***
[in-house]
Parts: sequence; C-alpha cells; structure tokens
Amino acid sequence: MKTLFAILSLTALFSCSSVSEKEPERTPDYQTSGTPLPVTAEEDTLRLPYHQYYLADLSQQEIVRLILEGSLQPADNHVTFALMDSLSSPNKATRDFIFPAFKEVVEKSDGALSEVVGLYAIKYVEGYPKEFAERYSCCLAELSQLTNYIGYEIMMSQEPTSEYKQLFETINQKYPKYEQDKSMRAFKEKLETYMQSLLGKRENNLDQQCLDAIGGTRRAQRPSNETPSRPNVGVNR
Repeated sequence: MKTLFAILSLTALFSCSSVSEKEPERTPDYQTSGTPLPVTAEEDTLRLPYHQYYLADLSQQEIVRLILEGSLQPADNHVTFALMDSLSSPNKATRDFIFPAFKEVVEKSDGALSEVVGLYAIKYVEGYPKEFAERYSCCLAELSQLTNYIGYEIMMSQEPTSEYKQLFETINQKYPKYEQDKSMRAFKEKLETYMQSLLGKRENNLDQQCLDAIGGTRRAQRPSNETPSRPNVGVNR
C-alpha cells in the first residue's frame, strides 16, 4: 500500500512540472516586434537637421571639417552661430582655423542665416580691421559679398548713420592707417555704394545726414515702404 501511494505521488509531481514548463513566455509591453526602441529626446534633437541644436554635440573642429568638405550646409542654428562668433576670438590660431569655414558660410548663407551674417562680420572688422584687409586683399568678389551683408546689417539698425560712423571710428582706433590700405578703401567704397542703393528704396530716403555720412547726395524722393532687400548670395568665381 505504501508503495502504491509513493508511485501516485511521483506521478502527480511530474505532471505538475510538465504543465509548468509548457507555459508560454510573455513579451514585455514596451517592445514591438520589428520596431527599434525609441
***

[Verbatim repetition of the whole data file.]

[in-house]
Parts: sequence; C-alpha cells; structure tokens
Amino acid sequence: MKTLFAILSLTALFSCSSVSEKEPERTPDYQTSGTPLPVTAEEDTLRLPYHQYYLADLSQQEIVRLILEGSLQPADNHVTFALMDSLSSPNKATRDFIFPAFKEVVEKSDGALSEVVGLYAIKYVEGYPKEFAERYSCCLAELSQLTNYIGYEIMMSQEPTSEYKQLFETINQKYPKYEQDKSMRAFKEKLETYMQSLLGKRENNLDQQCLDAIGGTRRAQRPSNETPSRPNVGVNR
Repeated sequence: MKTLFAILSLTALFSCSSVSEKEPERTPDYQTSGTPLPVTAEEDTLRLPYHQYYLADLSQQEIVRLILEGSLQPADNHVTFALMDSLSSPNKATRDFIFPAFKEVVEKSDGALSEVVGLYAIKYVEGYPKEFAERYSCCLAELSQLTNYIGYEIMMSQEPTSEYKQLFETINQKYPKYEQDKSMRAFKEKLETYMQSLLGKRENNLDQQCLDAIGGTRRAQRPSNETPSRPNVGVNR
C-alpha cells in the first residue's frame, strides 16, 4: 500500500512540472516586434537637421571639417552661430582655423542665416580691421559679398548713420592707417555704394545726414515702404 501511494505521488509531481514548463513566455509591453526602441529626446534633437541644436554635440573642429568638405550646409542654428562668433576670438590660431569655414558660410548663407551674417562680420572688422584687409586683399568678389551683408546689417539698425560712423571710428582706433590700405578703401567704397542703393528704396530716403555720412547726395524722393532687400548670395568665381 505504501508503495502504491509513493508511485501516485511521483506521478502527480511530474505532471505538475510538465504543465509548468509548457507555459508560454510573455513579451514585455514596451517592445514591438520589428520596431527599434525609441